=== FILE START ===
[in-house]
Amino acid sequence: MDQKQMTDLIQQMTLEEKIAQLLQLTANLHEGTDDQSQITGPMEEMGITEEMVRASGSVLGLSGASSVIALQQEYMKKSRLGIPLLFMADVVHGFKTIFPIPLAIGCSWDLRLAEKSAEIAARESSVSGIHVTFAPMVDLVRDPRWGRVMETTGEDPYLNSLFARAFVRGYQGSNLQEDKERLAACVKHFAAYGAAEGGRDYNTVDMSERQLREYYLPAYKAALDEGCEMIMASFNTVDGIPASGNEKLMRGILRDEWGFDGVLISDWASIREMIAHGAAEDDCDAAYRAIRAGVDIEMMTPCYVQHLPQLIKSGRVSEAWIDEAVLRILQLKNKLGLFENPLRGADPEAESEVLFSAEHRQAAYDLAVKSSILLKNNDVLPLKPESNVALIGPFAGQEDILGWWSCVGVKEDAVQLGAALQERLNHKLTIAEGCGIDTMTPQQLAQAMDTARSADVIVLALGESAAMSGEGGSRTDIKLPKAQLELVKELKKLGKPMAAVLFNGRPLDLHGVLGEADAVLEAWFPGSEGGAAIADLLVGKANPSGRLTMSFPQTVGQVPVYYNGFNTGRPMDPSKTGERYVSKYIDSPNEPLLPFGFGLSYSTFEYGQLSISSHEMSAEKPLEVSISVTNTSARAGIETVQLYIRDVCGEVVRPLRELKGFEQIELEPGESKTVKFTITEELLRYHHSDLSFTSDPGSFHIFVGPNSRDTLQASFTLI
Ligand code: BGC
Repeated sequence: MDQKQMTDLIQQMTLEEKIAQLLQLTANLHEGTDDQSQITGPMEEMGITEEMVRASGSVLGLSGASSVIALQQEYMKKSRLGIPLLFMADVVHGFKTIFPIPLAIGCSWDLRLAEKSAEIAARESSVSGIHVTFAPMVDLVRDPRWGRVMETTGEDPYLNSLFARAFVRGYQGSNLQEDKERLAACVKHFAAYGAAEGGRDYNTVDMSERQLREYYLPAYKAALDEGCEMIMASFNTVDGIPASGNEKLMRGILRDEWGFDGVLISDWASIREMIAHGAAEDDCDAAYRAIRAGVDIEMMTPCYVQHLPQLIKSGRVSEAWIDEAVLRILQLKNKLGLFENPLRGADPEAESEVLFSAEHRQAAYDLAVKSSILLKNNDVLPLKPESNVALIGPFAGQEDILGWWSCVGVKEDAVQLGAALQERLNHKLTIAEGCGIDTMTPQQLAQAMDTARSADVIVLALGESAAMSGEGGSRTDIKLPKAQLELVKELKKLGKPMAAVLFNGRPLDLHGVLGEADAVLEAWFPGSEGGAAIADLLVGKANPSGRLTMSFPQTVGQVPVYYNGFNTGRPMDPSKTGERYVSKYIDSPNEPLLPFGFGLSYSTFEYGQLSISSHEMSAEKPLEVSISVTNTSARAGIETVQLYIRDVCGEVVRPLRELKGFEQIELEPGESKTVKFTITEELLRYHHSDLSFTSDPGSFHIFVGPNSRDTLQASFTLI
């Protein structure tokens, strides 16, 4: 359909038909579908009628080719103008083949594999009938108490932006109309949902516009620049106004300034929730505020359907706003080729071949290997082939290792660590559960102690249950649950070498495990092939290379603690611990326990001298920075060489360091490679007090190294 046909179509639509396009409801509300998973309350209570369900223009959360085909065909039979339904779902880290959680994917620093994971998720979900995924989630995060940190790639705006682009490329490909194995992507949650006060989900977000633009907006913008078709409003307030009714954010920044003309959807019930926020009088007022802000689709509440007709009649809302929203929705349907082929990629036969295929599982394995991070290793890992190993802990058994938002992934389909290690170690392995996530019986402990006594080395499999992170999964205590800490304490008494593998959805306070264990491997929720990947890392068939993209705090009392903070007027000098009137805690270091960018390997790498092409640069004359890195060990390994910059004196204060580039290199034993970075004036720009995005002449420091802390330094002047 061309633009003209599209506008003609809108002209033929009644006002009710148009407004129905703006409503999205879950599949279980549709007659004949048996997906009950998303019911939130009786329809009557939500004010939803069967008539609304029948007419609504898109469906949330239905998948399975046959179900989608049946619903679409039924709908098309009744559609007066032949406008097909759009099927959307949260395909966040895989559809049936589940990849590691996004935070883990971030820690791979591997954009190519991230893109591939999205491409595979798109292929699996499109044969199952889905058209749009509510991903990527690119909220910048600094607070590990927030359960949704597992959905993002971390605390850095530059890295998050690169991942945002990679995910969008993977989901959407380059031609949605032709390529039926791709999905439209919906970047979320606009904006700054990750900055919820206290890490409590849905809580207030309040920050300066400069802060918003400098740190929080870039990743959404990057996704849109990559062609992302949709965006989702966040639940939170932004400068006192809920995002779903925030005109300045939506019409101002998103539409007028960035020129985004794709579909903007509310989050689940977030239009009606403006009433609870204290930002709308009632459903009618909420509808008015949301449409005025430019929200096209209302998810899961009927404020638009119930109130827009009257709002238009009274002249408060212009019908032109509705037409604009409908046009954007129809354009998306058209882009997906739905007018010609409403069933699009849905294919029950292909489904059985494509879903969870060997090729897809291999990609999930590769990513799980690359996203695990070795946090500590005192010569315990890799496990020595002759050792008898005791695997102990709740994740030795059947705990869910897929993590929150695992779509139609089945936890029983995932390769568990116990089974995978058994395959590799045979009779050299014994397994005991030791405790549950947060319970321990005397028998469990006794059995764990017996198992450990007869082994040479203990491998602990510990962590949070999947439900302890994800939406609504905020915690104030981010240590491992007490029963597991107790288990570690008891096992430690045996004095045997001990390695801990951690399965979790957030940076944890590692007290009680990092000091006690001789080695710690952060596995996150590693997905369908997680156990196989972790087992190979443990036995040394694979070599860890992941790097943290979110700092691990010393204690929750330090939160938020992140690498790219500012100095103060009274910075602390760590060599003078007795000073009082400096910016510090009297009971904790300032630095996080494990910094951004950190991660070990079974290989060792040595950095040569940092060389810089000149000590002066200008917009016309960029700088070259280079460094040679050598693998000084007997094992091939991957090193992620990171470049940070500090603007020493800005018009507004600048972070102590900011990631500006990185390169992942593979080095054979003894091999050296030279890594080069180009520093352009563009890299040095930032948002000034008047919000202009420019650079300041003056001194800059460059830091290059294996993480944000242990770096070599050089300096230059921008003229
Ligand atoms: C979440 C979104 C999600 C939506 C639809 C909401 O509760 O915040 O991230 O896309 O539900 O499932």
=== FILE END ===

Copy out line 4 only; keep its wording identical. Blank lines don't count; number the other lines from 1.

Repeated sequence: MDQKQMTDLIQQMTLEEKIAQLLQLTANLHEGTDDQSQITGPMEEMGITEEMVRASGSVLGLSGASSVIALQQEYMKKSRLGIPLLFMADVVHGFKTIFPIPLAIGCSWDLRLAEKSAEIAARESSVSGIHVTFAPMVDLVRDPRWGRVMETTGEDPYLNSLFARAFVRGYQGSNLQEDKERLAACVKHFAAYGAAEGGRDYNTVDMSERQLREYYLPAYKAALDEGCEMIMASFNTVDGIPASGNEKLMRGILRDEWGFDGVLISDWASIREMIAHGAAEDDCDAAYRAIRAGVDIEMMTPCYVQHLPQLIKSGRVSEAWIDEAVLRILQLKNKLGLFENPLRGADPEAESEVLFSAEHRQAAYDLAVKSSILLKNNDVLPLKPESNVALIGPFAGQEDILGWWSCVGVKEDAVQLGAALQERLNHKLTIAEGCGIDTMTPQQLAQAMDTARSADVIVLALGESAAMSGEGGSRTDIKLPKAQLELVKELKKLGKPMAAVLFNGRPLDLHGVLGEADAVLEAWFPGSEGGAAIADLLVGKANPSGRLTMSFPQTVGQVPVYYNGFNTGRPMDPSKTGERYVSKYIDSPNEPLLPFGFGLSYSTFEYGQLSISSHEMSAEKPLEVSISVTNTSARAGIETVQLYIRDVCGEVVRPLRELKGFEQIELEPGESKTVKFTITEELLRYHHSDLSFTSDPGSFHIFVGPNSRDTLQASFTLI